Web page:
To be fair, Bellafonte is probably just suffering from genre prejudice, which I’ll define as an imagination-limiting tendency to confine one’s reading to mainstream and “literary” novels, with an inclination to denigrate any other kind of writing. If “Game of Thrones” was a series set in Medieval England, would she have the same problems with the large cast of characters? If part of the story took place in Rome and the actors spoke in Italian, seeing that it is a language “for which we already have a dictionary” unlike the Dothraki language of Martin’s story, would that be okay with her? (Tip to Bellafonte: think of house “Lannister” as “Lancaster” and pretend it’s English history.) Her complaint about HBO looking “cheap” when it “ventures away from its instincts for real-world sociology” tells me that she can’t see truths about the “real world” in a story unless they are told in contemporary settings. In the real world we are dealing with problems caused by war, unsettling family dynamics, and problems caused by people thinking power is hot, aren’t we?

Whereas I see an added point of interest in weaving elements of fantasy into such a story, Bellafonte can’t seem to see the real world issues for the fantasy. From her review, it seems that she has trouble getting past the swords, strange languages, and strange cultures. Getting caught up in the surface details, she shows that she’s unfamiliar with the genre of epic fantasy. Then, she veers to the other extreme: digging in too deep to demystify the popularity of Martin’s story.  She latches on to the unusual climate of the fantasy world and concludes that “Game of Thrones” is “a vague global-warming horror story.” Huh. Wonder if she sees “The Wizard of Oz” that way, too? Could the Emerald City be the first example of a green economy? Goes to show how different two girls can be. I’m attracted to the series by surface details (swords, scenery, Sean Bean) but I see the deeper story as one of politics and survival in a war torn nation. The long winter and impending threat of terrifying inhabitants invading from the north beyond the wall? Hmmm…let’s see. Perhaps: the eternal battle between light and darkness. Or maybe this: a long winter and impending threat of terrifying inhabitants invading from the north beyond the wall—otherwise known as an important story driving plot point.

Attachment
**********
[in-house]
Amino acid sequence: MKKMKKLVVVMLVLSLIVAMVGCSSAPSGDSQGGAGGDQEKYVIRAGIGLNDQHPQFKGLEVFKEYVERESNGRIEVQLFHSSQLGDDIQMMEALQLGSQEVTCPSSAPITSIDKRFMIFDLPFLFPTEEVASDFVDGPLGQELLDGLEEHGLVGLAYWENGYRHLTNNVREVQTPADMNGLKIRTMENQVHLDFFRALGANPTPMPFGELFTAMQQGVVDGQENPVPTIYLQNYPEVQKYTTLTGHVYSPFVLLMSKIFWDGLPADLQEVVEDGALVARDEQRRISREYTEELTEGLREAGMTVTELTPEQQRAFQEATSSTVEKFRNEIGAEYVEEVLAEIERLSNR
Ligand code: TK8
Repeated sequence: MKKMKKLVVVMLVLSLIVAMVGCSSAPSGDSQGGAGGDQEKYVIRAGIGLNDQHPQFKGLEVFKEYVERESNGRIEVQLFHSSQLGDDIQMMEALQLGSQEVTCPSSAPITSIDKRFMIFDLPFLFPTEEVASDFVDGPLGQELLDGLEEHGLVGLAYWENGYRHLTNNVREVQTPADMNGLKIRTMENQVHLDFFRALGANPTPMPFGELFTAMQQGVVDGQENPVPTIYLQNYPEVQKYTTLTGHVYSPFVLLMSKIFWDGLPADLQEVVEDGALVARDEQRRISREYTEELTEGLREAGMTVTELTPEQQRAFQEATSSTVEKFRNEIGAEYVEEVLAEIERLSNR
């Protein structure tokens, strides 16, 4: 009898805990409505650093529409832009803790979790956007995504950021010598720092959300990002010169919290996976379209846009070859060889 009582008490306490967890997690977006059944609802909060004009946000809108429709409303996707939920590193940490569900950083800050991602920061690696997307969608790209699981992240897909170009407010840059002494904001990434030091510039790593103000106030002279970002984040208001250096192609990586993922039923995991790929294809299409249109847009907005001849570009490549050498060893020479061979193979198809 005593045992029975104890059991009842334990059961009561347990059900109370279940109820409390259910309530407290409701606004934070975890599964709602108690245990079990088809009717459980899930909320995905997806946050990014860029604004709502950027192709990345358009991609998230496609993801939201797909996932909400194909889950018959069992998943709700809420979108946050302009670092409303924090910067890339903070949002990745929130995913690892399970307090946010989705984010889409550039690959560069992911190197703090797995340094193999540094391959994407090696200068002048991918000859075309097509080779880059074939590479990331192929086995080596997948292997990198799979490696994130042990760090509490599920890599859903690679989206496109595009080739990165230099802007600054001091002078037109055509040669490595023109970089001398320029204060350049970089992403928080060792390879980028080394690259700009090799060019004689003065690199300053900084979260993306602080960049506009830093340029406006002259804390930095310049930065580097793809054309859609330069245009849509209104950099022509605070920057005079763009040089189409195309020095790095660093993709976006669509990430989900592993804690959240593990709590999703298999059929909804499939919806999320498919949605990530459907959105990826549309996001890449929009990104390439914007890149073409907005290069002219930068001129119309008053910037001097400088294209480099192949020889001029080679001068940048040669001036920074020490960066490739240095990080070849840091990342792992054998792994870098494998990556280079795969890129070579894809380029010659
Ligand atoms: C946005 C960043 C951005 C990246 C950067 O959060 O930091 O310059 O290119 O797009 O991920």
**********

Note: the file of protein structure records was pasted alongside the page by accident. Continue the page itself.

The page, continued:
While Bellafonte hungers “for HBO to get back to the business of languages for which we already have a dictionary,” I hunger for more series where I expand my world by learning new languages and expand my perception of real world sociology by observing its machinations in an unfamiliar setting.  As a side note, because of her review, I am starting to have a craving to join her book club (if she belongs to one) just so I can “stand up in indignation” and refuse “to read the latest from Lorrie Moore unless everyone” agrees to read “The Warded Man” by Peter V. Brett, no doubt another novel Bellafonte would find too confusing.

For those of you who do like Game of Thrones, there’s tons of cool info on the official HBO site.

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Baby robot dinos, you make me smile.

This is an old video, but thought those of you who haven’t, might like to meet PleoTM at least in the virtual world.